Austria is a landlocked Alpine country in central Europe made up of 9 federated states. Austria has a high GDP (among the top 20 largest economies in the world), and consistently ranks high on quality of life indicators.Since Austria became a member state of the European Union in 1995 it has gained closer ties to other EU countries.
Pregnant employees in Austria are entitled to 8 weeks of pregnancy leave before the baby’s due date and at least 8 weeks of maternity leave after childbirth. The first 16 weeks of leave are paid, and after this period the mother can take 2 years of extended unpaid maternity leave and receive childcare under the Child Care Payment Act.
Fathers are entitled to 1 month of paid paternity leave, but are not entitled to a 13th or 14th salary during this leave period. During this time, the employee is paid a family time bonus that grants them €22.60 per day from Social Insurance.
The amount of sick leave an employee can take depends on the duration of their employment with the company. A medical note or certificate may be required.
Australia has 13 public holidays. All full-time and part-time workers who have been at a company for 6 months are entitled to 25 days paid time off per year, which is accrued at 2.08 days per month. Once an employee completes 25 years or more at the same employer, their paid time off increases to 30 days per year.
While there is no statutory minimum wage in Austria, national collective bargaining agreements have set minimum wages by job classification for each industry. This provides for what is an effective minimum wage of €1,700 per month based on a 40-hour work week.
Austrians typically work an 8-hour day and a 40-hour week. Any work that exceeds 40 hours per week is compensated at 150% of the regular salary.
All employees in Austria hired after January 1, 2003 are entitled to severance, unless in cases of resignation or termination due to misconduct. This payment comes from a fund to which employers contribute 1.53% of employees’ salary every month.
The statutory notice period for an employer depends on the duration of employment, ranging from six weeks to five months.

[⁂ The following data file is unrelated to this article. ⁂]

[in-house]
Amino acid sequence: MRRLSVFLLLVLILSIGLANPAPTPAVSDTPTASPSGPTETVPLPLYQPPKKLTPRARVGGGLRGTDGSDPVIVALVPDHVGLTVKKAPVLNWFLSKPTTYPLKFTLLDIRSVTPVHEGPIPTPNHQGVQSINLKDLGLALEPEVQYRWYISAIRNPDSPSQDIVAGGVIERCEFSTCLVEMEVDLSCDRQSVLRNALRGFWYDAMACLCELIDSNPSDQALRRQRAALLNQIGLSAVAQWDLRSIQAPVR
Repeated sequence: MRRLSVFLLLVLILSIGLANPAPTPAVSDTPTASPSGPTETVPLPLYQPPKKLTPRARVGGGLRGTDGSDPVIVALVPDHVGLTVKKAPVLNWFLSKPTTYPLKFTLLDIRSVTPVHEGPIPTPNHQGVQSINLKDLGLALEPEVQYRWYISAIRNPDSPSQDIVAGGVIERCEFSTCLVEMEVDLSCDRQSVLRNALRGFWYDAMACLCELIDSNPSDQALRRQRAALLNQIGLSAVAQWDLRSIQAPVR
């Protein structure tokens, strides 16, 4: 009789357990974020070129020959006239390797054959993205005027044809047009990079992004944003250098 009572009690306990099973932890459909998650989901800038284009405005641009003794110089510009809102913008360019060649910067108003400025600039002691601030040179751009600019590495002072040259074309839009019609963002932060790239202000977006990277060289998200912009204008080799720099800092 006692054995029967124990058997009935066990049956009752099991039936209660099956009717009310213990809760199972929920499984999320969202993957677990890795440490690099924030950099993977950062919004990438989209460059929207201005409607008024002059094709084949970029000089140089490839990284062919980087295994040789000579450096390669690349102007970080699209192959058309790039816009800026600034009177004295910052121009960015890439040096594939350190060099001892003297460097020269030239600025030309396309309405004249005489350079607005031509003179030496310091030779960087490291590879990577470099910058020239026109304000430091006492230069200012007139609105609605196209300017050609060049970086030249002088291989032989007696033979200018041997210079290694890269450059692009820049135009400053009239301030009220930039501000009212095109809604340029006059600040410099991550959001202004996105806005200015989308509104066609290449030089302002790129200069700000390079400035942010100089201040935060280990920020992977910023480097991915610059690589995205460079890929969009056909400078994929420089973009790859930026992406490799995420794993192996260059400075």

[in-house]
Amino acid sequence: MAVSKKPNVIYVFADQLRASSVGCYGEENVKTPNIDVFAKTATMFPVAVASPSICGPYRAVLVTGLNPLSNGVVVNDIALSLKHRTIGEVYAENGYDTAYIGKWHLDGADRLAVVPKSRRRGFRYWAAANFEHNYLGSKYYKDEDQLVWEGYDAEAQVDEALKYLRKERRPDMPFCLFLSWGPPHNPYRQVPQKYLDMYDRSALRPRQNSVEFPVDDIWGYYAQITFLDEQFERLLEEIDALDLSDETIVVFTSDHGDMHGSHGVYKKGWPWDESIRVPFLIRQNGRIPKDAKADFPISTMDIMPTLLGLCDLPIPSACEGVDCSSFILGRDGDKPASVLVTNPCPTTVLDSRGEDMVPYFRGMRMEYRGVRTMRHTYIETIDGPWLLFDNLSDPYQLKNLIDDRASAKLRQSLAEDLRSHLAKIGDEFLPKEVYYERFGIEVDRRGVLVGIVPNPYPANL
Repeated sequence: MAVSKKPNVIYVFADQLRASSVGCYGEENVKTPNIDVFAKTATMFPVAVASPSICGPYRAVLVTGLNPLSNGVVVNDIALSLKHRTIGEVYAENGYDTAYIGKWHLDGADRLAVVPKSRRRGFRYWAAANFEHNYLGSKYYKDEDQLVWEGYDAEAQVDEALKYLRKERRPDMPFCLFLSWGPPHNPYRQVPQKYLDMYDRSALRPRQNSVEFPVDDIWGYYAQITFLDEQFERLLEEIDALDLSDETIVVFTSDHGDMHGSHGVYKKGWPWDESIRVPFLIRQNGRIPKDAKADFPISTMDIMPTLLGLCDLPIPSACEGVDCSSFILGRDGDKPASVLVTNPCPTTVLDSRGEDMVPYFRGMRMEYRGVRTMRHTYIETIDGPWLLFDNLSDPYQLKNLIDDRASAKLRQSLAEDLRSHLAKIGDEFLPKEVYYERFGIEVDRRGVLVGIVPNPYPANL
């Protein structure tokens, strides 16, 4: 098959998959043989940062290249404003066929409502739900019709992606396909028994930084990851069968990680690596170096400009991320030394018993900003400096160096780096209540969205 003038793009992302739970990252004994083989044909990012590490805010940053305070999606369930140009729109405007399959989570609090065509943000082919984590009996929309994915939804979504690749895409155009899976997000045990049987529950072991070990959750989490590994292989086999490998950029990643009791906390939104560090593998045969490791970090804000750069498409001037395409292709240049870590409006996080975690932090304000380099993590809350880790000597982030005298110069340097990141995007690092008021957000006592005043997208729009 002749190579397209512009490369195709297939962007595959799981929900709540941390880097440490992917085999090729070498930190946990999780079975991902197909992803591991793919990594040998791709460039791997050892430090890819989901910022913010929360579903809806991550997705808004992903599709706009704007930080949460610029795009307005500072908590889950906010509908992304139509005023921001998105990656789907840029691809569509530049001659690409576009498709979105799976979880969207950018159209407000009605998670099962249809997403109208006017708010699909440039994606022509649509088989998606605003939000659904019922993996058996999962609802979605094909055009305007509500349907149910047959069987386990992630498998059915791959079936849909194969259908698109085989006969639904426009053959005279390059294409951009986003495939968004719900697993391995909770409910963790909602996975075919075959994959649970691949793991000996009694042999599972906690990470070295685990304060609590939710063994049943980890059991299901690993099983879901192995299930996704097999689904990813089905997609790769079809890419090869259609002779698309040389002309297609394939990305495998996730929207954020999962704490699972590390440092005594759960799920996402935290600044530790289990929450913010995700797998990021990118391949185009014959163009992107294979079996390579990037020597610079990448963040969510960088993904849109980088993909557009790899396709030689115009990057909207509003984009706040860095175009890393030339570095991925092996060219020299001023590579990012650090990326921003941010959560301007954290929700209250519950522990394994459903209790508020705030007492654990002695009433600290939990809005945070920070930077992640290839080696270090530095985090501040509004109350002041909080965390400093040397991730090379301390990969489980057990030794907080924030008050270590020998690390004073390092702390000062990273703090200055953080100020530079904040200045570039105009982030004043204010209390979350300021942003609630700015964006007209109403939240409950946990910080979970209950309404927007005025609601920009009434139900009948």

For employment that began after December 31, 2002, the new severance pay scheme will apply upon termination. Employers now pay monthly contributions of 1.53% of the pre-tax salary to a severance fund provider who manages and invests the funds. All employees are entitled to this severance pay scheme regardless of how the employment relationship ended, unless in cases of resignation or termination due to misconduct. After termination, the employee may request disbursement of the fund amount or leave it in for further investment.
In Austria, it’s customary to pay out 13th and 14th salaries in June and November. Employment contracts must be in German or English and can be bilingual.
★ 3.78% - Health Insurance
★ 1.2% - Accident Insurance
★ 12.55% - Pension
★ 3% - Unemployment Insurance
★ 0.55% - Insolvency Guarantee Fund
We've made the process really simple
with only 3 steps.
You've sourced a full-time employee or contractor located in a country where your company is not incorporated.
Pass us the details of your candidate and we will let you know exactly what it costs to employ your candidate in that country.
Sit back and relax as we onboard your new team member and take care of all the local compliances and admin work.
It can be prohibitively expensive to establish an entity in every country you want to hire talent in, so Remofirst will hire and pay your employee on your behalf while you manage their daily duties. Remofirst will handle formal HR procedures and employment contracts that adhere to local laws, so that you can simply approve invoices via our platform. When you work with an Employer of Record (EOR) you can compliantly hire the best employees around the world.
Unlike full-time employees, contractors work on projects with multiple companies at a given time and are technically self-employed. Full-time employees are solely focused on their employer and usually receive benefits (such as health insurance, equity or stock options, and time off) as an additional form of compensation. While it can be cheaper to work with international contractors instead of paying benefits to a full-time employee, you run the risk of misclassification. It's recommended to work with an EOR for contractor onboarding and payments, so you can know that your international contractors are paid compliantly and on time.